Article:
Eagle County assessing issues surrounding affordable housing, childhood development
Eagle County officials face a bigger task than simply deciding “yes” or “no” on placing a question on the November ballot for a sales tax for affordable housing and early-childhood development, according to Eagle County Commissioner Jill Ryan.
They must consider if the issues should be tied together or separate, Ryan said. If a question or questions go to the ballot, Eagle County also must present voters will a solid plan on how the revenue will be spent, she said.
A three-tenths-of-a-cent sales tax would raise an estimated $4.5 million annually, according to the county’s initial research.
Ryan serves with Jeannie McQueeney and Kathy Chandler-Henry. Ryan said the county commissioners and administration will spend July and part of August collecting information and “gauging the temperament of the community” before deciding on ballot issues. The commissioners have until Aug. 30 to determine whether to place a question or questions on the ballot, she said.
No decision yet
A formal decision hasn’t been made, Ryan stressed, though the three county commissioners are hearing from constituents that affordable housing and affordable child care are important and sorely lacking.
That also was evident from results of a survey that the county commissioned. It showed that 74 percent of residents said finding an affordable place to live in Eagle County is a “big problem” and another 21 percent said it is “somewhat of a problem.”
When asked how much of a problem families face finding child care and early-childhood education, 42 percent of respondents said it was a “big problem” while 28 percent said it was “somewhat of a problem,” the results showed.
A consultant for the county polled 500 residents identified as likely to vote in the November general election.
Weigh tax issues on ballot
Another factor the commissioners must weigh is how many tax questions are headed to the ballot, according to Ryan. The Eagle Valley has a school district taxing question potentially headed to the ballot. In the Roaring Fork Valley portion of the county, Basalt might have a tax question on the ballot.
“You don’t want to inundate voters with tax questions,” Ryan said. It’s generally felt that when several tax questions are on the ballot, voters feel overwhelmed and are more likely to vote “no.”
The November election also will feature two county-commissioner races in Eagle County. Ryan and Chandler-Henry, both Democrats, are seeking re-election.
The county’s survey indicated voters were willing to back support of affordable housing and childhood development with their pocketbooks. The survey showed 64 percent “would approve a three-tenths-of-a-cent sales tax increase to fund residential housing.”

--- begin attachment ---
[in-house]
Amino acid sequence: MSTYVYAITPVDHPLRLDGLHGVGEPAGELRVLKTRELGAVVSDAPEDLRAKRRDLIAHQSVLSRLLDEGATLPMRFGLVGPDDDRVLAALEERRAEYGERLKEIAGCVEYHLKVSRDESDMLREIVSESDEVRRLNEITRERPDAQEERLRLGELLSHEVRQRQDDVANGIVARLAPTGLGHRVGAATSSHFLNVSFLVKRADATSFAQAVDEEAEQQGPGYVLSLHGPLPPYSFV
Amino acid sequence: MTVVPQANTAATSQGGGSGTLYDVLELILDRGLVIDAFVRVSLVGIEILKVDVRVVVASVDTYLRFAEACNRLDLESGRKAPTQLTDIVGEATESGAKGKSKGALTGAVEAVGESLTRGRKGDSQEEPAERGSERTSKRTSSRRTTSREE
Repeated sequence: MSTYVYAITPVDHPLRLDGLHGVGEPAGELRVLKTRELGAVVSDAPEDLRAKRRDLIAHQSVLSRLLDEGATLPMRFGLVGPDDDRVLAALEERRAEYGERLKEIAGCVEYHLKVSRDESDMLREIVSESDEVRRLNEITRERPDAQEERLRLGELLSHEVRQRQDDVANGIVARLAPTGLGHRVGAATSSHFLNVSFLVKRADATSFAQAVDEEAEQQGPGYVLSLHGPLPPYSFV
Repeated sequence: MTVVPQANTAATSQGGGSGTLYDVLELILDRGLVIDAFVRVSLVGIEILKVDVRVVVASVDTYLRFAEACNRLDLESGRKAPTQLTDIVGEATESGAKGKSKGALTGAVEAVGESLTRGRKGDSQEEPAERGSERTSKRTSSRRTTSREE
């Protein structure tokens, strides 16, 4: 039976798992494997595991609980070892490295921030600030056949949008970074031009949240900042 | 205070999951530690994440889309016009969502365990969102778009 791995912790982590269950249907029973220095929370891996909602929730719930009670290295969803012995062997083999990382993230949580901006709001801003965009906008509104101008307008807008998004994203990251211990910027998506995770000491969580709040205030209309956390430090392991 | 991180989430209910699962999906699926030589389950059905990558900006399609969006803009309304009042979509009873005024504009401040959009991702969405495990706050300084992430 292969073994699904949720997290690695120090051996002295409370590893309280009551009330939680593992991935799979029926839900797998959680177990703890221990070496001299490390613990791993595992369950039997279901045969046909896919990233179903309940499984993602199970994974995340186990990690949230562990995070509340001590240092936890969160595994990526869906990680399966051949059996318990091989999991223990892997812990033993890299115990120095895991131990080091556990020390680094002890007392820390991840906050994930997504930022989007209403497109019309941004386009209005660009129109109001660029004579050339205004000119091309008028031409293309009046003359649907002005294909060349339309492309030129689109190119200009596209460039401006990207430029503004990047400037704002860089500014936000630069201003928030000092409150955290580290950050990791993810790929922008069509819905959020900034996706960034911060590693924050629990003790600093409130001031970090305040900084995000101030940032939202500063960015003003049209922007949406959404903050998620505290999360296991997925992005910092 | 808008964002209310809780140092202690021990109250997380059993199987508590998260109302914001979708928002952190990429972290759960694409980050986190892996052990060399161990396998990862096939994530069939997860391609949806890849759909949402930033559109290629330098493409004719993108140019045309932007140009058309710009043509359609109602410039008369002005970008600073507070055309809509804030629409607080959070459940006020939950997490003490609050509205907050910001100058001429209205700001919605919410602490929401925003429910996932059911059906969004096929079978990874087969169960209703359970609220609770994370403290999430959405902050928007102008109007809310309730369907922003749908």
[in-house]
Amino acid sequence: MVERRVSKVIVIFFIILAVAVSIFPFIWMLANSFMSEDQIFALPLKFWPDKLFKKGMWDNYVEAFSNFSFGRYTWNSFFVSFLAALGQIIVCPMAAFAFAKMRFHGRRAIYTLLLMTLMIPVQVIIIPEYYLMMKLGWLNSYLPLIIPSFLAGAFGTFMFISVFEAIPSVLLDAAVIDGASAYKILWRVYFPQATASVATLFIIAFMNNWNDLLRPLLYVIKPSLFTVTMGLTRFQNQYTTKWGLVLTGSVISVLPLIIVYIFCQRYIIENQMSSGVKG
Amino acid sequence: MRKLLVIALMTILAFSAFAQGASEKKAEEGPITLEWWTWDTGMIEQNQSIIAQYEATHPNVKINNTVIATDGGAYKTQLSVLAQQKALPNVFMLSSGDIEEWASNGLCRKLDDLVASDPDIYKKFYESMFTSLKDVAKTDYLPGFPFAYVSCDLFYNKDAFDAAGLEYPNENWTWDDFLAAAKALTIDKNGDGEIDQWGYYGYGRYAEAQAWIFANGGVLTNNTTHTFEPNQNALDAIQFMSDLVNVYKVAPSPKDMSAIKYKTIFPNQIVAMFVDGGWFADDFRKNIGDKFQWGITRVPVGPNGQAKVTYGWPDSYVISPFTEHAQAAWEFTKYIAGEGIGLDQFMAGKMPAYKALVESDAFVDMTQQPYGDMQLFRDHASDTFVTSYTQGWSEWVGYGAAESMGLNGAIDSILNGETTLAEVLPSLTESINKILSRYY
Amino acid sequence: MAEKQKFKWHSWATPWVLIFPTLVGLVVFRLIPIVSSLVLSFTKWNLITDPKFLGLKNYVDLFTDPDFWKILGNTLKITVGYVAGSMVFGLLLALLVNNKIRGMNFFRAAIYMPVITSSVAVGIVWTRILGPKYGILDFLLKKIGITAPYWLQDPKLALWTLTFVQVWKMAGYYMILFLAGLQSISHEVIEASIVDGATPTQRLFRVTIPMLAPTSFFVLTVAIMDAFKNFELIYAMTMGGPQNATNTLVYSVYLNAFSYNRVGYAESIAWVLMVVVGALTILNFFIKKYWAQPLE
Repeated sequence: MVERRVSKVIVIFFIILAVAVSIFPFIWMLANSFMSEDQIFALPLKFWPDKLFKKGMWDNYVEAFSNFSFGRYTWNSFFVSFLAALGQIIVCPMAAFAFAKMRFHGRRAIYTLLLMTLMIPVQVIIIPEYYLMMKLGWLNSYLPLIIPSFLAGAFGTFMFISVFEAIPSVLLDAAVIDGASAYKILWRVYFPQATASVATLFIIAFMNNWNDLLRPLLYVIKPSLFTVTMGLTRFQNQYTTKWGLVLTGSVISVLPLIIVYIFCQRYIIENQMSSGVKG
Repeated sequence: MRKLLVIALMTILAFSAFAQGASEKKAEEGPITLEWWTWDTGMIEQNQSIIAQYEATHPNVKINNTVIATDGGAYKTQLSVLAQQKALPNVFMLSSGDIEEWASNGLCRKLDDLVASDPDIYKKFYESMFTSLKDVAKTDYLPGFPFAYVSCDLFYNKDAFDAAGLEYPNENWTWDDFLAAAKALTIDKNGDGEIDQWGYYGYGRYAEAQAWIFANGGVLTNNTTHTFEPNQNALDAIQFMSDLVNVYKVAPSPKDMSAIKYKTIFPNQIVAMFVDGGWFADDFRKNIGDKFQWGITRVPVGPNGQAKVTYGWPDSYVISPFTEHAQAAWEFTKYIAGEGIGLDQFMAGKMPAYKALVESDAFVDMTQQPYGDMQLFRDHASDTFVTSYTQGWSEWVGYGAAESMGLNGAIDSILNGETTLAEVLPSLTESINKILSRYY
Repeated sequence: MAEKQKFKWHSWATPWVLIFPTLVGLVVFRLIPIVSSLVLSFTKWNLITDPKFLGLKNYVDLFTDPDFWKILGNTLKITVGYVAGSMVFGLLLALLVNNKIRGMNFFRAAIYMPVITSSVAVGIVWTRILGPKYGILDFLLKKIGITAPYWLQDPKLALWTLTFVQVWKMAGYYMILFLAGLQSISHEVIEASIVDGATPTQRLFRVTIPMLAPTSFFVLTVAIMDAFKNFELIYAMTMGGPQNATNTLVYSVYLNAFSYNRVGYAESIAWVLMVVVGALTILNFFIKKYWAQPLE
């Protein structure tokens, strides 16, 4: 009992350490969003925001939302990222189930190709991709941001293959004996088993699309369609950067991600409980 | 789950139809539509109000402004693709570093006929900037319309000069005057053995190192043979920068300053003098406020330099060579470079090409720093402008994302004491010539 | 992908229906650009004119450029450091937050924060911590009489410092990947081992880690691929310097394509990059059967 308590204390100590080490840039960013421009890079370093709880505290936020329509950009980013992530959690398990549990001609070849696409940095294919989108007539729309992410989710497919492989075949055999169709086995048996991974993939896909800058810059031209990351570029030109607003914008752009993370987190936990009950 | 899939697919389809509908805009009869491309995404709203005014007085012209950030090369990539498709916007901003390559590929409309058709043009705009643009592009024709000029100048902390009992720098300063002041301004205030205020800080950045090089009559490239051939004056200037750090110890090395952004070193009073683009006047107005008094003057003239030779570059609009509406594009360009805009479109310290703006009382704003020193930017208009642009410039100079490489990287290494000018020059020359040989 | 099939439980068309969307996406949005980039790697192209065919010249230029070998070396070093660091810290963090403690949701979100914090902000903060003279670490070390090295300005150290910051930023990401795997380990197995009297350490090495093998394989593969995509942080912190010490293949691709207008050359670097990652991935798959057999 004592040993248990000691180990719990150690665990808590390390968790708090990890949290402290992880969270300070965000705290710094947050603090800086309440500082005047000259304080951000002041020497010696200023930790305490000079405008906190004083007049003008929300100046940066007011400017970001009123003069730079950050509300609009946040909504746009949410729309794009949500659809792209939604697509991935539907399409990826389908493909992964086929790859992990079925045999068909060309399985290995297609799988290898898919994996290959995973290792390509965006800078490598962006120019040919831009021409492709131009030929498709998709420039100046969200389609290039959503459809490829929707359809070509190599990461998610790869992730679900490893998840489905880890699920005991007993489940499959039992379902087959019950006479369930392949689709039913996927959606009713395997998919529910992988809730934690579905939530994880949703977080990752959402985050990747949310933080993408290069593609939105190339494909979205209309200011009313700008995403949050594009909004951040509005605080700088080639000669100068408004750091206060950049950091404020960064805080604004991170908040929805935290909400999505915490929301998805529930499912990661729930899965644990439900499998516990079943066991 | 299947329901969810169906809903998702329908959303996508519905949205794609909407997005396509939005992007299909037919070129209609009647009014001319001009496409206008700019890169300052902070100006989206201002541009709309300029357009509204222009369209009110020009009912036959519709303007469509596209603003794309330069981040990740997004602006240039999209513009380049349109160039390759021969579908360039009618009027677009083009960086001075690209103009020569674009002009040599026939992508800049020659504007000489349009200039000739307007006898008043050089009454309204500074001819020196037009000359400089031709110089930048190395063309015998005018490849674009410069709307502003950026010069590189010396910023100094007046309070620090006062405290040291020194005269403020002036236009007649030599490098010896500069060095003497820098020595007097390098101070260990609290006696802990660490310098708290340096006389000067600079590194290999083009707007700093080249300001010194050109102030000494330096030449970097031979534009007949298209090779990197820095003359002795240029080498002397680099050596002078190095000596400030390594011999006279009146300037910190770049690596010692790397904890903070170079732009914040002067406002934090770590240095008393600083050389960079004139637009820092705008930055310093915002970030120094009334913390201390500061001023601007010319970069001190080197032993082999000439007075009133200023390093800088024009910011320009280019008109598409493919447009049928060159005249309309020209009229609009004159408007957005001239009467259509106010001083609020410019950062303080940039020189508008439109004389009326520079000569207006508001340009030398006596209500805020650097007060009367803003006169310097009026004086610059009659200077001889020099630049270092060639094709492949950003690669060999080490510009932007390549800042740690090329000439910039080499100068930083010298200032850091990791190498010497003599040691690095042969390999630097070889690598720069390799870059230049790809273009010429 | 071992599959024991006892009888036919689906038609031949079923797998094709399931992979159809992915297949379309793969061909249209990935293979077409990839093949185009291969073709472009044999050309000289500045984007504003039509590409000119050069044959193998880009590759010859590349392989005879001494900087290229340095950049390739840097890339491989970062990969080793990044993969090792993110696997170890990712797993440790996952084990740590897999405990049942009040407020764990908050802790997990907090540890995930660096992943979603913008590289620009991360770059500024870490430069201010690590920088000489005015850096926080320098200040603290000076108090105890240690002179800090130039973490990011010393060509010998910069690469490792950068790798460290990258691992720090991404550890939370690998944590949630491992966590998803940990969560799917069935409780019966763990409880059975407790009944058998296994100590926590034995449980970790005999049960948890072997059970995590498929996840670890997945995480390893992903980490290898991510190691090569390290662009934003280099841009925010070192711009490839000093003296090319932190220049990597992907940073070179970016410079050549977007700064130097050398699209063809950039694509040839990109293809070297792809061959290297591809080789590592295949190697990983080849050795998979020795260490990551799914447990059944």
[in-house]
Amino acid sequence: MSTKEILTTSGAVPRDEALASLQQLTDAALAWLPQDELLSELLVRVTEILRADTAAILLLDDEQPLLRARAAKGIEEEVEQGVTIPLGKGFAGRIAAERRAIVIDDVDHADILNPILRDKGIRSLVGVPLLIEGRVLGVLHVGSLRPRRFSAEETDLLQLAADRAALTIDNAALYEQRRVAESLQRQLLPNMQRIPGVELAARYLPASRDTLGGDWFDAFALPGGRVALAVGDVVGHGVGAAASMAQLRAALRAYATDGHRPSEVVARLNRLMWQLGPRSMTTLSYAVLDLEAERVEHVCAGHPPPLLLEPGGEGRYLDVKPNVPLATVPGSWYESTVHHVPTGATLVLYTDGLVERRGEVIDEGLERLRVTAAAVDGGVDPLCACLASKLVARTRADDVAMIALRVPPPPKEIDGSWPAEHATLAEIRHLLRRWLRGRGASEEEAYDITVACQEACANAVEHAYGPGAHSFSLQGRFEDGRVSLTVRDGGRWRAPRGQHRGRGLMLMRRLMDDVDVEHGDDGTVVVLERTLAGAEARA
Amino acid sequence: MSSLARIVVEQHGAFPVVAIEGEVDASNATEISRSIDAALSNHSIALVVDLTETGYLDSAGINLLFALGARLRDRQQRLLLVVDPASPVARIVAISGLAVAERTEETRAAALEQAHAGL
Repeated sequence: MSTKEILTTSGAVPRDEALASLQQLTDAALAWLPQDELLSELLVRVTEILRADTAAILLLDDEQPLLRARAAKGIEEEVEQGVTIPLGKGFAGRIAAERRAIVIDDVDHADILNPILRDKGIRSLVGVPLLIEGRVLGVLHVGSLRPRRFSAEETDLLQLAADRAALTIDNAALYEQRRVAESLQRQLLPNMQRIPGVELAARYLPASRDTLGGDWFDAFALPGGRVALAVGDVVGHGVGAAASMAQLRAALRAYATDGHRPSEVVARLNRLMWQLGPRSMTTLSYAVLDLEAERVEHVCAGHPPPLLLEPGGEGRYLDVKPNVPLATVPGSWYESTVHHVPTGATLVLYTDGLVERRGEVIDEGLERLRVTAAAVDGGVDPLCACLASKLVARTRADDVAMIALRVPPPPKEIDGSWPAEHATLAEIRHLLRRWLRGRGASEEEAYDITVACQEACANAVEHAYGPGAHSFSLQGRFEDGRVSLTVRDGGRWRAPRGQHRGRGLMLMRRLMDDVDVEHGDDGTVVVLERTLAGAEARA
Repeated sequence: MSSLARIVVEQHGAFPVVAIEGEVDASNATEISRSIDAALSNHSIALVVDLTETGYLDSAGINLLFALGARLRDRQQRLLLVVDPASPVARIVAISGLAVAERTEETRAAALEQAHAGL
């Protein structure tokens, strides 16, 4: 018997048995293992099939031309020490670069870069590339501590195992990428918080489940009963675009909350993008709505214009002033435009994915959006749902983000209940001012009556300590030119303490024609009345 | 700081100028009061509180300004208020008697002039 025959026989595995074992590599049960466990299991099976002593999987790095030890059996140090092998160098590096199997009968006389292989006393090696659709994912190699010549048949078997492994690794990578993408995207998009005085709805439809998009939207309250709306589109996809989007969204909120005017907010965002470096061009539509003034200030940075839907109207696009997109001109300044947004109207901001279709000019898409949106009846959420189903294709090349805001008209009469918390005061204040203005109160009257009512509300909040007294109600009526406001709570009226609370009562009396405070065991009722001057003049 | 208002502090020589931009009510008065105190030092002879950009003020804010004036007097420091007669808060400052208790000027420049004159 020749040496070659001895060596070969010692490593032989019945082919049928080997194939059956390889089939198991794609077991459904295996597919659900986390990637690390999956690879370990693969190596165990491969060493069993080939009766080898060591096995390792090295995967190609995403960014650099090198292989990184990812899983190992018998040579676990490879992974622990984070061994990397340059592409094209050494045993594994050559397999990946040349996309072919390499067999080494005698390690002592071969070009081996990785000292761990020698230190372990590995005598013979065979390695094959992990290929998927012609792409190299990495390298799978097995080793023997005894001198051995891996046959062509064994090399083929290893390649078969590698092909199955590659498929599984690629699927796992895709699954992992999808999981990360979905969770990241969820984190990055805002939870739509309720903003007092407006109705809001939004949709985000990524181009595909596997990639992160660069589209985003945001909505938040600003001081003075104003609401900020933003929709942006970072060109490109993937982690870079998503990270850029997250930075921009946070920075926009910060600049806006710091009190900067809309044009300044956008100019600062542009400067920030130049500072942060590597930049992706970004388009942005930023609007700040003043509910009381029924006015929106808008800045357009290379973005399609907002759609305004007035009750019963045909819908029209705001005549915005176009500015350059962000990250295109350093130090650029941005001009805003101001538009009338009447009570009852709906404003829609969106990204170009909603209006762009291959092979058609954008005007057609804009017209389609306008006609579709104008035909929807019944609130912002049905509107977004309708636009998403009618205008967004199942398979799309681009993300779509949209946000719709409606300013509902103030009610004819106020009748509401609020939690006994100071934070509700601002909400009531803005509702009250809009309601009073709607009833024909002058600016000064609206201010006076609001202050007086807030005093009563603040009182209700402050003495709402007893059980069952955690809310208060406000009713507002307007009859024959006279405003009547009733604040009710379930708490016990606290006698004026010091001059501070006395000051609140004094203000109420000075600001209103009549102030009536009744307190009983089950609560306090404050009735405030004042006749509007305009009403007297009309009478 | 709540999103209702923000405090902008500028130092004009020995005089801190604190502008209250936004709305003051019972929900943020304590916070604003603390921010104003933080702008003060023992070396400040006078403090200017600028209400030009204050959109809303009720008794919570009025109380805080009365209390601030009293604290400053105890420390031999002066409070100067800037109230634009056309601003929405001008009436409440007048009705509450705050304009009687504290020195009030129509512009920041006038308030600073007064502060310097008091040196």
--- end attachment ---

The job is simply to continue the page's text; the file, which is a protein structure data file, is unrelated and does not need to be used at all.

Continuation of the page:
About 61 percent of respondents said they would approve a three-tenths-of-a-cent sales tax hike for child care and early-childhood education.
However, support fell to 55 percent when respondents were asked if they would support an unspecified sales tax to fund both housing and child care.
The findings are likely to figure into the commissioners’ decision to put one tax question on the ballot for a single cause, one question for a tax for both affordable housing and child care or separate questions for the causes.
Come up with a plan
If voter approval is sought for a sales tax, Ryan said the county must show how the funds would be spent and how the program or programs would be accountable. In an earlier interview, she said there must a commitment for spending some amount of housing and child care funds in the Roaring Fork Valley portion of the county, where about 25 percent of the population of the county lives, according to officials.
Ryan said she wants to see if there could be a regional approach to affordable housing.
As for accountability, she suggested the county might have to appoint an advisory board or boards to recommend how funds get spent — just as the open space board makes recommendations.
A comprehensive study on Eagle County’s early childhood programs and residents’ needs was completed recently and will be shared at the commissioners’ regular meeting in Eagle on Tuesday.
The report is available at http://www.eaglecounty.us. It is the result of a partnership between the Eagle County Department of Human Services and the Eagle County School District. The company that performed the study, Public Works LLC, will present its findings and make recommendations.
The presentation will be at 3:30 p.m. It will be aired live on ecotv18 and streamed live and archived online at http://www.ecotv18.com.
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Peter Arnold’s playing career ended after high school, but his time on the ice continues a few decades later. A longtime USA Hockey official and new Aspen resident, Arnold is searching for the next generation of hockey referees among the youth ranks here in the Roaring Fork Valley.